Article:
Talking ‘bout my Girls’ Generation

This past October, I was invited to lead a workshop on blogging for undergraduates at the Southeast Regional Conference of Asian American Leaders (SERCAAL) conference. I had just finished my first workshop rotation and was heading to the next room when I heard, “Ahn young!”

I looked up to see a young Asian American student smiling at me and I holla back with an “Ahn young!” of my own. She then held up her keychain which was a mass of metal trinkets each with the face of a pretty Korean girl emblazoned on the front. I figured they were a music group, but not having had cable in over 3 years meant I was severely out of the loop on the Korean pop cultural front.

“Who are they?”

“So Nyuh Shi Dae.”

[Insert sounds of crickets chirping]

“They’re also called Girls’ Generation,” she continued.

[More crickets]

The white girl from Georgia standing next to me (visiting the conference with her Asian American sorority sisters) chimes in, “Wow…You’re not that Korean, are you?”

Damn. I wasn’t prepared for this grilling. But my new Asian American friend seemed so bubbly and outgoing, that I just let it slide. I’ll admit it. I had no clue that there was a 9-member girl supergroup called Girls’ Generation. Perhaps it’s because I’ve instituted a new rule that I cannot listen to artists who I could have babysat at one point.

I ran into her later in the conference hall where she called me over to sit next to her. She asked me about my blogging and told me that she ran a website as well. She opened up her laptop and brought up one seriously legit-looking website. The same girls dangling from her keychain had their glossy images popping up on screen with mod fonts and features. My jaw dropped and I asked her if she had designed the site herself.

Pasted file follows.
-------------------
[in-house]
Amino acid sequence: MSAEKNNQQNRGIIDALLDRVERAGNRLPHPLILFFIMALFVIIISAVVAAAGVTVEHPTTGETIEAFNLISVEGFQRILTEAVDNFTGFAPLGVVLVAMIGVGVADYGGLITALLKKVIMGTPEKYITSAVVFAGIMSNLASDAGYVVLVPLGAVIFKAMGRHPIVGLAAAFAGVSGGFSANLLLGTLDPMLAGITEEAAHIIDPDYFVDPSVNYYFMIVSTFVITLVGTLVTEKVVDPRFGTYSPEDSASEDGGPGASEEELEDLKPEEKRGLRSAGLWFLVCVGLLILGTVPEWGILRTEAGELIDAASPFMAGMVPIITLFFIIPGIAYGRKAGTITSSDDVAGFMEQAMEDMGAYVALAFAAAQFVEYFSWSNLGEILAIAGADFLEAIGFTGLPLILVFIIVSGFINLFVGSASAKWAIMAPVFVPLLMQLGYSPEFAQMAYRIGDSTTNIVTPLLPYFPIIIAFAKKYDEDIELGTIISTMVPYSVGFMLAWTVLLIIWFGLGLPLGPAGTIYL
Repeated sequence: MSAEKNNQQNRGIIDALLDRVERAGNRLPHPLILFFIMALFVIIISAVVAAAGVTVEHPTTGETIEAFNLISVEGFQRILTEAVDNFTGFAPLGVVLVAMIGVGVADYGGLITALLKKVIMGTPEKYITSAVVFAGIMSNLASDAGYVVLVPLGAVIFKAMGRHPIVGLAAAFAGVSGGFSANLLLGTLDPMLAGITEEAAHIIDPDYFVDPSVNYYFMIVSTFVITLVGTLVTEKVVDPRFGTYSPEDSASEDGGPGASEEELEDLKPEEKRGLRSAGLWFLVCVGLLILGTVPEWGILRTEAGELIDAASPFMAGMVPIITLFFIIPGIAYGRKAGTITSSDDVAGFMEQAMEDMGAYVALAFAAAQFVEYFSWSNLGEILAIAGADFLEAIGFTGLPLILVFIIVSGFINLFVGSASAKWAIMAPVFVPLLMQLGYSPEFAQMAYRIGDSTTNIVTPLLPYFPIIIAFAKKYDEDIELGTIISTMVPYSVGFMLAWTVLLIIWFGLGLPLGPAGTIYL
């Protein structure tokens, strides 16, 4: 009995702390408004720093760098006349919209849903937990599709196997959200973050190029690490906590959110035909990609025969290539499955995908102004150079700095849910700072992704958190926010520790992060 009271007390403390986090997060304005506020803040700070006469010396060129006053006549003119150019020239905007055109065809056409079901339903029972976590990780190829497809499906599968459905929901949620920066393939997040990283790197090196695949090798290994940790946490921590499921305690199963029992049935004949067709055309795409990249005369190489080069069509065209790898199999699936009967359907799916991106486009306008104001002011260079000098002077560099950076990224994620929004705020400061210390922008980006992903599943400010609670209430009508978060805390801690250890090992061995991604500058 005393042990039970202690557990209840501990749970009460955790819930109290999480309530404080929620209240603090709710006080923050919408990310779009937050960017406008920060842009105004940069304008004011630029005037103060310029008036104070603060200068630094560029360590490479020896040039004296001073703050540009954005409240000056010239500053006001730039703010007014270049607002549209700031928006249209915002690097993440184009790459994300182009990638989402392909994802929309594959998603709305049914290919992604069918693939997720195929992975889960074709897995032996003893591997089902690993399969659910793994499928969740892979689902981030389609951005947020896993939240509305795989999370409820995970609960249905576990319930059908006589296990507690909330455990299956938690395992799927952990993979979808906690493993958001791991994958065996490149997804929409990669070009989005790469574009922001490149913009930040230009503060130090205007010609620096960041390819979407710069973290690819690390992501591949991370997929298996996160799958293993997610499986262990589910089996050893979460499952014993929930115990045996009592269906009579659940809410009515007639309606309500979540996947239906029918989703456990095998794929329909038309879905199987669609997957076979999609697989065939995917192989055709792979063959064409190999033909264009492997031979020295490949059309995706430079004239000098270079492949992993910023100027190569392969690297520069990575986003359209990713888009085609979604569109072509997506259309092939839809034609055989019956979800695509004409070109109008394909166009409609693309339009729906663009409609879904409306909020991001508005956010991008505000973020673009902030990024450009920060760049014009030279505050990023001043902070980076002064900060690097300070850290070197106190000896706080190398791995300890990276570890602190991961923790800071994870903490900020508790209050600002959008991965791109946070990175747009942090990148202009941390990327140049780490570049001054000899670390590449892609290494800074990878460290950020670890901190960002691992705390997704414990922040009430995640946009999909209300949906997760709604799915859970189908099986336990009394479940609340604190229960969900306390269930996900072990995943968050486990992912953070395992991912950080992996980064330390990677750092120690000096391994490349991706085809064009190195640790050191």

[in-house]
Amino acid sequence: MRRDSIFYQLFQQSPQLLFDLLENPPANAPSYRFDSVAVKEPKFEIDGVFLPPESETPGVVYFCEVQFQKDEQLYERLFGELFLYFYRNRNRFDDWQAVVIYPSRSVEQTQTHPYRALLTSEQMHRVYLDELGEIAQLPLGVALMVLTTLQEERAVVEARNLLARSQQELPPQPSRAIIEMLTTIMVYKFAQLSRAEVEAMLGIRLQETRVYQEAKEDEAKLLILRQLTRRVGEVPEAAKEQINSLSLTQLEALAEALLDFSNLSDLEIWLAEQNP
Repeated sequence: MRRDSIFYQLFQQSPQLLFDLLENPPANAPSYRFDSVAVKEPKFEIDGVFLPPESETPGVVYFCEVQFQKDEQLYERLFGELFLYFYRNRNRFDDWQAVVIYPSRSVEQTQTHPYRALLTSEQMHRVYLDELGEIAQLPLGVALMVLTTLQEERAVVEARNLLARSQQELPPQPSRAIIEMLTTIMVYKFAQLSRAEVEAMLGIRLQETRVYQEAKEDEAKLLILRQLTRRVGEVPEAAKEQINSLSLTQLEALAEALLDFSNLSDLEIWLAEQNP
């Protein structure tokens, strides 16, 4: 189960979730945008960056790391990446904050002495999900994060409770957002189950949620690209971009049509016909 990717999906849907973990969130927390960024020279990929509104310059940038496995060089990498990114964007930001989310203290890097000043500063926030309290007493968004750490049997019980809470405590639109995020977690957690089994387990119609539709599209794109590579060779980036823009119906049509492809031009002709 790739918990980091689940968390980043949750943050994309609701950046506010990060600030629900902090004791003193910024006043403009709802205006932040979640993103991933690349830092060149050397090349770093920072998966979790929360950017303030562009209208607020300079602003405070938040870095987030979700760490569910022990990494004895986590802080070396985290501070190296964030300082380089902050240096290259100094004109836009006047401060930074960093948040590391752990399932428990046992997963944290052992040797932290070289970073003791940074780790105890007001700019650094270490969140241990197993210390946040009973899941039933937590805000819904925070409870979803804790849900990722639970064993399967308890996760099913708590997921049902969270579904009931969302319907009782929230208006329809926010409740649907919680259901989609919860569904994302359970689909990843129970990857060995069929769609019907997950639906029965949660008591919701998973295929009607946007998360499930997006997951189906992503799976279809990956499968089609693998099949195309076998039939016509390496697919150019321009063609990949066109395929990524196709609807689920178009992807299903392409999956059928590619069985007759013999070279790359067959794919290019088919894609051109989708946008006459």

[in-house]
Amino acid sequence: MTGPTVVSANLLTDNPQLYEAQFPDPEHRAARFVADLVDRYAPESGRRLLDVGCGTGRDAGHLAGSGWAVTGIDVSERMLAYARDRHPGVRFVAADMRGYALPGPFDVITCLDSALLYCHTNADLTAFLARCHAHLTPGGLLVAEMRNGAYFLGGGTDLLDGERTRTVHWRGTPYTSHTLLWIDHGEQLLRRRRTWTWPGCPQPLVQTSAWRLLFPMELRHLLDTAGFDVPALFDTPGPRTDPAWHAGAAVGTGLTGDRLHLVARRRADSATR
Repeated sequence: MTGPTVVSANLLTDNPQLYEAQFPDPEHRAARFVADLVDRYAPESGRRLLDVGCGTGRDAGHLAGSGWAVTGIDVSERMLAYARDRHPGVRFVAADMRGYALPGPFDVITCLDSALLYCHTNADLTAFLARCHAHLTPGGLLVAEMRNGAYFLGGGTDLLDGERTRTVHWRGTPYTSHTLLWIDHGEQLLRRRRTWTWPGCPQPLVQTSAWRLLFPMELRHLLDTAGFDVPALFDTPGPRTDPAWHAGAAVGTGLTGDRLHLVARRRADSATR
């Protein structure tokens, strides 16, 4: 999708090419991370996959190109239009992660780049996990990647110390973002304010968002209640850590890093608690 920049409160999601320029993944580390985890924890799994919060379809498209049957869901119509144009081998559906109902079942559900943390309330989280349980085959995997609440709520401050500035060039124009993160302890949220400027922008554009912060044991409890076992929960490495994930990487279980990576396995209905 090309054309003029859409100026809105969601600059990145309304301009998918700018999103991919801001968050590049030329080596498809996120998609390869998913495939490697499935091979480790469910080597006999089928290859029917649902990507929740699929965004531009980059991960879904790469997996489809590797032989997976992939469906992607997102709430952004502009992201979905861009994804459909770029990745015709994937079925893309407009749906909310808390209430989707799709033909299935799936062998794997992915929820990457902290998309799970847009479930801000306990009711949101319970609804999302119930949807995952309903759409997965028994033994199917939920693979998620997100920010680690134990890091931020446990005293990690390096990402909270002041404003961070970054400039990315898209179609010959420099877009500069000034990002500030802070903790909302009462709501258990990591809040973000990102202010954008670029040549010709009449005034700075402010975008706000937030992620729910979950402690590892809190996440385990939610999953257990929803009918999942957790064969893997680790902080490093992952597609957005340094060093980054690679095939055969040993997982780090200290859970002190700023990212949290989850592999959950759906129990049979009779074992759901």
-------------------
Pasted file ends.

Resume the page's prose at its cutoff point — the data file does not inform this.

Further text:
“I have my people do it.”

By people, she means the staff she oversees on her website Soshified, “home to the largest international fanbase” of Girls’ Generation, which includes 10 moderators, a co-admin, and a graphic designer. She casually dropped that her site receives upon hundreds of thousands of hits per day from diehard fans of the Kpop girl group. She’s appeared in Korean media and gets asked for autographs by Soshified followers. She’s also just in her first year of college.

During a break in the conference schedule we hopped into my economy rental car (a Kia Rio, naturally) to kill some time. It was interesting talking with an Asian American who, though not Korean by ethnicity, had such a genuine love and respect for the culture and had turned that love into a bonafide transnational phenomenon. And shoot, if she thought I was a cool Korean, she must truly be culturally open-minded.

For me as a Korean American who has spent all her days in the United States, it was a tiny glimpse into how influential Korean pop culture is and how it transcends nationality, ethnicity, and race. I still couldn’t pick any of these artists out of a line-up (well, I do know BoA is at least), but nevertheless I can appreciate their impact on a broader level.

My new friend, known by the online alias of Soy to her legions of website members, calls me “unni” (and she should considering I am almost a decade older than she), which I dig. Though, we got into an arm-twisting, shoving match at the counter of a frozen yogurt shop over who would pay for dessert. She beat me and slipped her card to the cashier before I could. I let a dongseng pay for me. Unni, FAIL.

Sylvie Kim is the Film Editor at Hyphen magazine, runs a blog called The Antisocial Ladder, and is on year one of her “professional student” career plan.